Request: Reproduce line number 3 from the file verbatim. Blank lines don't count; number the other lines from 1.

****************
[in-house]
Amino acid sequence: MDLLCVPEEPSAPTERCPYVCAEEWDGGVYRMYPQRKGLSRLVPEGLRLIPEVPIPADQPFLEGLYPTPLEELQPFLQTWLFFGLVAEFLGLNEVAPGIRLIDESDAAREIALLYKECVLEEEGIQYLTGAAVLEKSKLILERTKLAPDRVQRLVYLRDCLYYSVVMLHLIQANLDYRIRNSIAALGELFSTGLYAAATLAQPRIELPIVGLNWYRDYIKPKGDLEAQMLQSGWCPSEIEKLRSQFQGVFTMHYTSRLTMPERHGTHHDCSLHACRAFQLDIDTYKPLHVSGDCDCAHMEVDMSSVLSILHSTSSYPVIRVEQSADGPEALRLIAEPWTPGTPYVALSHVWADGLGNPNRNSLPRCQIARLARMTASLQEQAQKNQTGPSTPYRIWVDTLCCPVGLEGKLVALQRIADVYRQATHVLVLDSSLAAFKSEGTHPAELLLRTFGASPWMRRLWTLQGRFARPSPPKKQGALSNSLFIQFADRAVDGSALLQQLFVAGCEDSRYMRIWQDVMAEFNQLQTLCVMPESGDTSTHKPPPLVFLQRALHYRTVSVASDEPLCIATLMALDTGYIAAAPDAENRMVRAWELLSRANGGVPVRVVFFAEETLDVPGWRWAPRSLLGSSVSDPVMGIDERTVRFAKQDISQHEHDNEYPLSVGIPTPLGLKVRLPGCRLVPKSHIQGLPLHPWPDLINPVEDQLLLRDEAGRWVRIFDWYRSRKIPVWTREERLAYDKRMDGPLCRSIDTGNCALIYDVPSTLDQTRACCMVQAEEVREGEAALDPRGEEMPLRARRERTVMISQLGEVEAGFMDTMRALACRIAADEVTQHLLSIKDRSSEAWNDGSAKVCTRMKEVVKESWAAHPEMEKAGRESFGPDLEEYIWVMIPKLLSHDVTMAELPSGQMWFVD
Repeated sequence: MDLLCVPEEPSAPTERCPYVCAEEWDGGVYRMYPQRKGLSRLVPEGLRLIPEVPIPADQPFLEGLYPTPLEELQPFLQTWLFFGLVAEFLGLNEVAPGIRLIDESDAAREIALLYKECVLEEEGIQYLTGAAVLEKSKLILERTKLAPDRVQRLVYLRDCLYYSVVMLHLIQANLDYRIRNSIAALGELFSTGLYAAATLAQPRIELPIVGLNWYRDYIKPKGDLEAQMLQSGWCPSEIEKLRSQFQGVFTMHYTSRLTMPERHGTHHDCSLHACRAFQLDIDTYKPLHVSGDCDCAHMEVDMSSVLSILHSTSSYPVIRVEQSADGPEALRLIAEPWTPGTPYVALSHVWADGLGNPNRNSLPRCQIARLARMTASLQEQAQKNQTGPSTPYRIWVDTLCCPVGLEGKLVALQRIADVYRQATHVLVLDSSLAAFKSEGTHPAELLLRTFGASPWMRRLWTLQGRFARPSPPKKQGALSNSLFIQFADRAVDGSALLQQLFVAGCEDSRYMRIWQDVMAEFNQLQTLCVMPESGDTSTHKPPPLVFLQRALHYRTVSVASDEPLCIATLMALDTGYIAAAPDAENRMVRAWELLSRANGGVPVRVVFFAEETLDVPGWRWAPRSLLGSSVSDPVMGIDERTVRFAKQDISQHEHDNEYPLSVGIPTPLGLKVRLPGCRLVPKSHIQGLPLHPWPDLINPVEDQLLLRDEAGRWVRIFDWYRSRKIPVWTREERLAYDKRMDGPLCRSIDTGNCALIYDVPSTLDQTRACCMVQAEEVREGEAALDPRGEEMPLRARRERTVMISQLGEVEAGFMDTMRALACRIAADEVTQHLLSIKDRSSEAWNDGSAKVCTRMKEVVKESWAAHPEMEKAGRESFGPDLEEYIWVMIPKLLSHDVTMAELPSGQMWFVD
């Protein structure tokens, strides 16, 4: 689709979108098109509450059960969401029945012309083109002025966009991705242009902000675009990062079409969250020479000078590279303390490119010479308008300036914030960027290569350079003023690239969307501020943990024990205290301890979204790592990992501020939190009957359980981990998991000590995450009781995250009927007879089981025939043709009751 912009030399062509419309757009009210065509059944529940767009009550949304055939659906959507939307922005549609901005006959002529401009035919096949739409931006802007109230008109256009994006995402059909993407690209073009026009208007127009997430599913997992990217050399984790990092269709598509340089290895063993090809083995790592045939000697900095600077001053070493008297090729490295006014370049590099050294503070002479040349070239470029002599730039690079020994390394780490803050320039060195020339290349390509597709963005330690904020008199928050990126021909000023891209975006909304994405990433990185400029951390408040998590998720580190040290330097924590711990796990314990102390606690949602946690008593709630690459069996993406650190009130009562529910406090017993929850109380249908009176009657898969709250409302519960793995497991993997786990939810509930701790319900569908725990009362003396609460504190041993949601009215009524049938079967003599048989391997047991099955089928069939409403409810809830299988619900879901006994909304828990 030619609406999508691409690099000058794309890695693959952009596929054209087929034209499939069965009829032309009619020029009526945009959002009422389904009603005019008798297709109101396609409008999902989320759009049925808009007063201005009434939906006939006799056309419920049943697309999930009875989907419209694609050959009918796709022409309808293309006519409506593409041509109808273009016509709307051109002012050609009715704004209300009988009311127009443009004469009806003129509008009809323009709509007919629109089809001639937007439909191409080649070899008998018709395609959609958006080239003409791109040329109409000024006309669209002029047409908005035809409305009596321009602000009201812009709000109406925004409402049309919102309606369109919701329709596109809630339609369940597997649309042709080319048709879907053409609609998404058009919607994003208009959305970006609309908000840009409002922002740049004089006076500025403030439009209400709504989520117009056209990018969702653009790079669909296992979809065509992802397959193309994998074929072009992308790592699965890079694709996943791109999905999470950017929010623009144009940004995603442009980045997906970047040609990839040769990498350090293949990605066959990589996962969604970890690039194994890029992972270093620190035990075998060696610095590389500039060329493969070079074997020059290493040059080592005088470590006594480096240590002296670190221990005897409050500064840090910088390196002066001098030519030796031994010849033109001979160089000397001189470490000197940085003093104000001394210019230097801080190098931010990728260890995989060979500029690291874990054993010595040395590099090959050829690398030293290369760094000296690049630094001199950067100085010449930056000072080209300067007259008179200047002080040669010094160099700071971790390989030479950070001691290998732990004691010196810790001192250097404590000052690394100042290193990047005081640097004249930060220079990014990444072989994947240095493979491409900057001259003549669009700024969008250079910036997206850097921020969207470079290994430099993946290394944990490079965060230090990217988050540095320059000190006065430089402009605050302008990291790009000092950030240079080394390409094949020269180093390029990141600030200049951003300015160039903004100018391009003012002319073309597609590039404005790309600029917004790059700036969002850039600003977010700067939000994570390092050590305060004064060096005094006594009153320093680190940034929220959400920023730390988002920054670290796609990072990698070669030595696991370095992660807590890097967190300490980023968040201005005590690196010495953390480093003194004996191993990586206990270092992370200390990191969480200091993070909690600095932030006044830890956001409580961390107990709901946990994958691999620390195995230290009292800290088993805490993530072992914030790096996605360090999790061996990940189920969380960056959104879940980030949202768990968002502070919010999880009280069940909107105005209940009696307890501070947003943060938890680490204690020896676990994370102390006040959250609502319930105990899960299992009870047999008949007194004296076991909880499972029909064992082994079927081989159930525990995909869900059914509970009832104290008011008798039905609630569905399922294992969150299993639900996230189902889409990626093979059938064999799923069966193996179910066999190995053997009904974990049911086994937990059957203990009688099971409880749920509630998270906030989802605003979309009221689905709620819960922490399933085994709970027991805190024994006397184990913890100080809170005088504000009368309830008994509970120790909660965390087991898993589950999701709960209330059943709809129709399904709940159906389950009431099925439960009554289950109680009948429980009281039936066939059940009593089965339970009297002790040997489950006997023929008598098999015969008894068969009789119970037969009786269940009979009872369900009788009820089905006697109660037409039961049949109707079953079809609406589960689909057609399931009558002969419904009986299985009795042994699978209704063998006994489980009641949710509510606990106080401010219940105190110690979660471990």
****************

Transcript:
Repeated sequence: MDLLCVPEEPSAPTERCPYVCAEEWDGGVYRMYPQRKGLSRLVPEGLRLIPEVPIPADQPFLEGLYPTPLEELQPFLQTWLFFGLVAEFLGLNEVAPGIRLIDESDAAREIALLYKECVLEEEGIQYLTGAAVLEKSKLILERTKLAPDRVQRLVYLRDCLYYSVVMLHLIQANLDYRIRNSIAALGELFSTGLYAAATLAQPRIELPIVGLNWYRDYIKPKGDLEAQMLQSGWCPSEIEKLRSQFQGVFTMHYTSRLTMPERHGTHHDCSLHACRAFQLDIDTYKPLHVSGDCDCAHMEVDMSSVLSILHSTSSYPVIRVEQSADGPEALRLIAEPWTPGTPYVALSHVWADGLGNPNRNSLPRCQIARLARMTASLQEQAQKNQTGPSTPYRIWVDTLCCPVGLEGKLVALQRIADVYRQATHVLVLDSSLAAFKSEGTHPAELLLRTFGASPWMRRLWTLQGRFARPSPPKKQGALSNSLFIQFADRAVDGSALLQQLFVAGCEDSRYMRIWQDVMAEFNQLQTLCVMPESGDTSTHKPPPLVFLQRALHYRTVSVASDEPLCIATLMALDTGYIAAAPDAENRMVRAWELLSRANGGVPVRVVFFAEETLDVPGWRWAPRSLLGSSVSDPVMGIDERTVRFAKQDISQHEHDNEYPLSVGIPTPLGLKVRLPGCRLVPKSHIQGLPLHPWPDLINPVEDQLLLRDEAGRWVRIFDWYRSRKIPVWTREERLAYDKRMDGPLCRSIDTGNCALIYDVPSTLDQTRACCMVQAEEVREGEAALDPRGEEMPLRARRERTVMISQLGEVEAGFMDTMRALACRIAADEVTQHLLSIKDRSSEAWNDGSAKVCTRMKEVVKESWAAHPEMEKAGRESFGPDLEEYIWVMIPKLLSHDVTMAELPSGQMWFVD